Danisco makes dairy antimicrobial free from artificial hormone

By Guy Montague-Jones

- Last updated on GMT

Related tags: Supply chain, Growth hormone, Milk, Danisco

Danisco has removed the growth hormone rBST from the supply chain for MicroGard antimicrobials in response to requests from its dairy customers.

MicroGard fermentates are used in a wide range of dairy products in the US from drinks to cottage cheese as a tool to keep spoilage organisms at bay.

To guarantee that the fermentates are free from growth hormones, Danisco has pledged that all the cultured skim milk used to make them is from cows that have not received recombinant bovine somatotropin (rBST).

Consumer pressure

Matthew Hundt, global product manager at Danisco, told DairyReporter.com that consumer rather regulatory pressure persuaded the ingredients supplier to make MicroGard free from rBST.

Hundt said Danisco started receiving requests from its customers for rBST-free products around two years ago and since then some larger customers have demanded its removal from the supply chain.

In response to this customer pressure, Danisco started work on creating rBST-free fermentates at the beginning of 2009.

Hundt said the change has had no impact on product performance or product cost but it did demand work with suppliers to ensure that all the milk coming had not been treated with rBST.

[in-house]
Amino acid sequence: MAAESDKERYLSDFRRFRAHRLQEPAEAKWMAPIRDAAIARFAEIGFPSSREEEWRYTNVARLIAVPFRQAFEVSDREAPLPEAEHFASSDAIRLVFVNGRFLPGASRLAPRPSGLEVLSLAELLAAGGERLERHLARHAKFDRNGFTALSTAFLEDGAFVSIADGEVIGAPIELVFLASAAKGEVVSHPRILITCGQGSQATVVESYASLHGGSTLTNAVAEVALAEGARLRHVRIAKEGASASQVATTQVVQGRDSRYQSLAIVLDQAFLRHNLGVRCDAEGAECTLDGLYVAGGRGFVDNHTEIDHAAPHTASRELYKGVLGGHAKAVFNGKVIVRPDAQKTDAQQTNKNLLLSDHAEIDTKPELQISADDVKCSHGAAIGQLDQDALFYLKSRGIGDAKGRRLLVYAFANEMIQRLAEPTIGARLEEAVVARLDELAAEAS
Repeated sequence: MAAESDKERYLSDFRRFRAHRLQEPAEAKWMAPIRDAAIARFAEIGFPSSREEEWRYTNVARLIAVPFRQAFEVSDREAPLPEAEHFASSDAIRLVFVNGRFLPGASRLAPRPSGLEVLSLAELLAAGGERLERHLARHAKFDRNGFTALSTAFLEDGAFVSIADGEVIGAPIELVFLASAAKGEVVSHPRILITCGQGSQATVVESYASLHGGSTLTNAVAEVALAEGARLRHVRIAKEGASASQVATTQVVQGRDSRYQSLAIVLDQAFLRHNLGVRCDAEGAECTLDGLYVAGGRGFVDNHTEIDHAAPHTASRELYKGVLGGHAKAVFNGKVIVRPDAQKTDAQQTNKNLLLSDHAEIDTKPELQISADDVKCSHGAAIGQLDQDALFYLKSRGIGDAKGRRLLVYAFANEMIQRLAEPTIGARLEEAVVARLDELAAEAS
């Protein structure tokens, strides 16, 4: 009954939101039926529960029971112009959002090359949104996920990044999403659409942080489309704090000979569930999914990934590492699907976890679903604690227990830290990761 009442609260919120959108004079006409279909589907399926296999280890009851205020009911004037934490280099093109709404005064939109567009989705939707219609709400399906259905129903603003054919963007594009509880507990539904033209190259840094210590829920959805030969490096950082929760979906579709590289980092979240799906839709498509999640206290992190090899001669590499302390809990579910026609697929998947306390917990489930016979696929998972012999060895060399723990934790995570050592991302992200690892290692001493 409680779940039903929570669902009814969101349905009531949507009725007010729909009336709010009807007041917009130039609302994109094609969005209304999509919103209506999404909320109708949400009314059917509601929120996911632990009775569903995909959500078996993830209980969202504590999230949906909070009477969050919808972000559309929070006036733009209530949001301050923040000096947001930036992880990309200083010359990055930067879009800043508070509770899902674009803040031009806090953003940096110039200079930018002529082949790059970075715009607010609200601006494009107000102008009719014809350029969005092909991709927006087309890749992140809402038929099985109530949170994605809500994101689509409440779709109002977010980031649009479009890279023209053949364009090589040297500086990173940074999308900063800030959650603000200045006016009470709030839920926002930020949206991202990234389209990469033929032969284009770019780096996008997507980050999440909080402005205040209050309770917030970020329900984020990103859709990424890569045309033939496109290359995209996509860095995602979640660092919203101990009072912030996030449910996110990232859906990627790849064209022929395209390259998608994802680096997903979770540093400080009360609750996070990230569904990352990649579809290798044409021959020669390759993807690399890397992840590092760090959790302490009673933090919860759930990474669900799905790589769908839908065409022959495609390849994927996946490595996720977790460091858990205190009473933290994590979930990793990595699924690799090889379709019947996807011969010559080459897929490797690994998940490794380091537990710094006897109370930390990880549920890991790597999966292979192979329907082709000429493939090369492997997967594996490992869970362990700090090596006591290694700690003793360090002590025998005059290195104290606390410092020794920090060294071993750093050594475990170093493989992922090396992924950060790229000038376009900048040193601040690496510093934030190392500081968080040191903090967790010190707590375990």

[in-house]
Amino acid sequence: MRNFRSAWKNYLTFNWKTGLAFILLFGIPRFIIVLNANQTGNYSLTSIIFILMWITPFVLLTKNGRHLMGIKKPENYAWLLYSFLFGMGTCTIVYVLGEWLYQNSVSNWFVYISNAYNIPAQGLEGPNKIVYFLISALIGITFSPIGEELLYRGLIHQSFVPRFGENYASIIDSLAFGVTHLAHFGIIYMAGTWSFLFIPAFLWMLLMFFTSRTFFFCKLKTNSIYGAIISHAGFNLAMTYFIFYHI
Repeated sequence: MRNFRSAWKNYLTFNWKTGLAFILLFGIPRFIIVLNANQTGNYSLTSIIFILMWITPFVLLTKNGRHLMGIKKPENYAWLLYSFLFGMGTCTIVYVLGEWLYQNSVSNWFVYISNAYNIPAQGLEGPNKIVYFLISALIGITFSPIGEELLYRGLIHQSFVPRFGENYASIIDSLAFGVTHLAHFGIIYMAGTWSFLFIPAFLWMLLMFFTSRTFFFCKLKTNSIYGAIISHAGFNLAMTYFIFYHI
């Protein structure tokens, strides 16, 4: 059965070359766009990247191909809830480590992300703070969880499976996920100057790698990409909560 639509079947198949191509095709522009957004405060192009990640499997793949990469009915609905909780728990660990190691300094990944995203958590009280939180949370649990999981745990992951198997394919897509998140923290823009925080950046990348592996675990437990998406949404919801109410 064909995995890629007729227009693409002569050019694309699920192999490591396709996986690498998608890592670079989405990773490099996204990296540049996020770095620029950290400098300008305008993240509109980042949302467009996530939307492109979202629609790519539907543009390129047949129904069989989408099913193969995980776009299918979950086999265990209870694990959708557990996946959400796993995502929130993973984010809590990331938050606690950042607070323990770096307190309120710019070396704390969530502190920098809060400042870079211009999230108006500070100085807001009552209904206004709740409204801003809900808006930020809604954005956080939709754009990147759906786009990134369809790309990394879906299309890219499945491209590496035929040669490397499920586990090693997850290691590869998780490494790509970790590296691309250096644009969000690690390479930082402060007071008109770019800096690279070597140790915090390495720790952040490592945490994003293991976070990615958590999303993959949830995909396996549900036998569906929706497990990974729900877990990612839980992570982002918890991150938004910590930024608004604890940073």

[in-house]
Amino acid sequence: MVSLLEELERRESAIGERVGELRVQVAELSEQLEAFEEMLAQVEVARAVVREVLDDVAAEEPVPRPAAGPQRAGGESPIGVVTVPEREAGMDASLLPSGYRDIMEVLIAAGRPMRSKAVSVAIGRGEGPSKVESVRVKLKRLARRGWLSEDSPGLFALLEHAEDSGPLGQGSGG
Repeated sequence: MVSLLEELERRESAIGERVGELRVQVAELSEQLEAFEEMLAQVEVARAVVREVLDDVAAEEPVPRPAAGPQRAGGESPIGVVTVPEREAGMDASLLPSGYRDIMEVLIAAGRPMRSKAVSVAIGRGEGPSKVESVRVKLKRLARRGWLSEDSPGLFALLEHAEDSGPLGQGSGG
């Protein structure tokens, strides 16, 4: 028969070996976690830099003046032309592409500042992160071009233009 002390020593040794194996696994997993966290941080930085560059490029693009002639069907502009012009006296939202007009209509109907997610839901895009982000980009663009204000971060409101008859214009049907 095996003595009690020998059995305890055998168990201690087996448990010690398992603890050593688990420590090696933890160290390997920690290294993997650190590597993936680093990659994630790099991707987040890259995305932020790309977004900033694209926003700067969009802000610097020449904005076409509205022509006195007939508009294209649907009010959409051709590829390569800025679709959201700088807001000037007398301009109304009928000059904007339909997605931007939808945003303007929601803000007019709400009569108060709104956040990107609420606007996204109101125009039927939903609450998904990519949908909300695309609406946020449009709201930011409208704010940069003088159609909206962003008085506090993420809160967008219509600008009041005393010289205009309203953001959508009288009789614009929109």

Making that change and making sure that all the proper documentation and certification was in place has taken about a year but now Danisco can assure its customers that MicroGard is entirely rBST-free.

FDA position

Customer demand for the removal of rBST may be strong but the Food and Drug Administration (FDA) has ruled that that there is no significant difference between milk from cows treated with rBST and milk that is not.

The regulatory all-clear has done little to dispel the consumer perception that rBST should be banished from the supply chain.

A survey conducted in 2008 by Consumer Reports indicated that some 57 per cent of Americans were willing to pay more for milk and milk products produced without artificial growth hormones.

Hundt said consumers are becoming more aware of product content and the desire for rBST-free dairy products is part of a broader trend for more natural, cleaner label food.

Related topics: Regulation & Safety, Ingredients

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